If the purpose of a market is to distribute scarce resources, then clearly something has gone wrong with the housing market. As of 2018, vacant houses outnumbered homeless people in the United States at a ratio of 31 to one. The cause of homelessness is not a lack of supply, and obviously the problem is not rooted in a lack of demand for housing. Something as vital as shelter should not be treated only as a commodity.
Even for the many Americans who do have access to housing, they often find that this is their most burdensome expense. In 2018, the average 30-year-old American had spent 45 percent of their lifetime income on rent. This goes into the pockets of landlords whose contributions to society include … well, I’ll have to get back to you on that. For reference, the Department of Housing and Urban Development considers households that spend more than 30 percent of their income on housing to be cost burdened, and those that spend more than 50 percent to be severely cost burdened.
The alternative of home ownership isn’t really available to many working class people, who can’t afford down payments. Meanwhile, those who are able to buy a home still end up paying an average of 15.8 percent of their income on mortgage payments and are left vulnerable to the boom and bust cycle of the housing market. During the 2008 financial crisis, over a million households lost their homes when the housing bubble burst. The current system of housing ultimately exists for the benefit of the few at the expense of the many.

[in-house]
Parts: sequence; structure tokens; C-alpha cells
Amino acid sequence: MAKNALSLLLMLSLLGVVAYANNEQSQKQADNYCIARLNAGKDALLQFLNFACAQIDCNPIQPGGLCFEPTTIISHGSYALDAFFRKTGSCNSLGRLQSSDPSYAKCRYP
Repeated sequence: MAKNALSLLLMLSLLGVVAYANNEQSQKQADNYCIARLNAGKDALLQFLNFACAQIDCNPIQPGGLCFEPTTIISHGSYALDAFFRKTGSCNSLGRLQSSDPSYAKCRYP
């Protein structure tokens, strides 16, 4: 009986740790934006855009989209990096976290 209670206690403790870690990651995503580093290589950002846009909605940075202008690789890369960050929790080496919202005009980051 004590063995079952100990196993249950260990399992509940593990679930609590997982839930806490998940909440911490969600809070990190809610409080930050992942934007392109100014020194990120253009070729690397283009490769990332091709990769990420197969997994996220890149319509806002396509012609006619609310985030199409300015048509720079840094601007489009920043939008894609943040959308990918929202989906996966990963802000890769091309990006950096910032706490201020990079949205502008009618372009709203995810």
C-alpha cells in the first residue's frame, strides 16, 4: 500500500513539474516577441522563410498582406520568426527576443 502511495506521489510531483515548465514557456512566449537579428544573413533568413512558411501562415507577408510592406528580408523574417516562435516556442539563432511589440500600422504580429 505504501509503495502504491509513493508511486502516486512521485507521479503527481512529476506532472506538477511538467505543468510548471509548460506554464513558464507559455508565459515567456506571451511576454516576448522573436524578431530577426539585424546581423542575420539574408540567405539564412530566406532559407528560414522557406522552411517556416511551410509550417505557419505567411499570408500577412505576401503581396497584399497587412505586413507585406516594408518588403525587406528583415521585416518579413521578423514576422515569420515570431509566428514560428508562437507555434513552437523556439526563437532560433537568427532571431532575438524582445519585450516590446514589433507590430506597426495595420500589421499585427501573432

There are ways policy can address these problems, most obviously building more public housing. Public housing has a bad reputation in the United States as a result of mismanagement and a severe lack of funding, but this doesn’t mean that public housing should be dismissed. For example, in Vienna, Austria, over 60 percent of the population live in beautiful, modernist-style public housing that seems worlds away from the hostile, neglected projects one associates with American public housing. Another example can be found in the Southeast Asian city-state of Singapore, where 80 percent of the population live in public housing that makes optimal use of the limited land available, while providing access to green open spaces. These cities give us real-life models for public housing to learn from here in the United States.
Public housing, if designed, built and maintained correctly, can both help fight homelessness and make our cities more livable. But in order to achieve this, we need urban planners who prioritize housing justice. To the students here at UNC who intend to go into urban planning: you have so much potential to do good in this world, and I implore you to do what you can to transform housing from a commodity to a human right.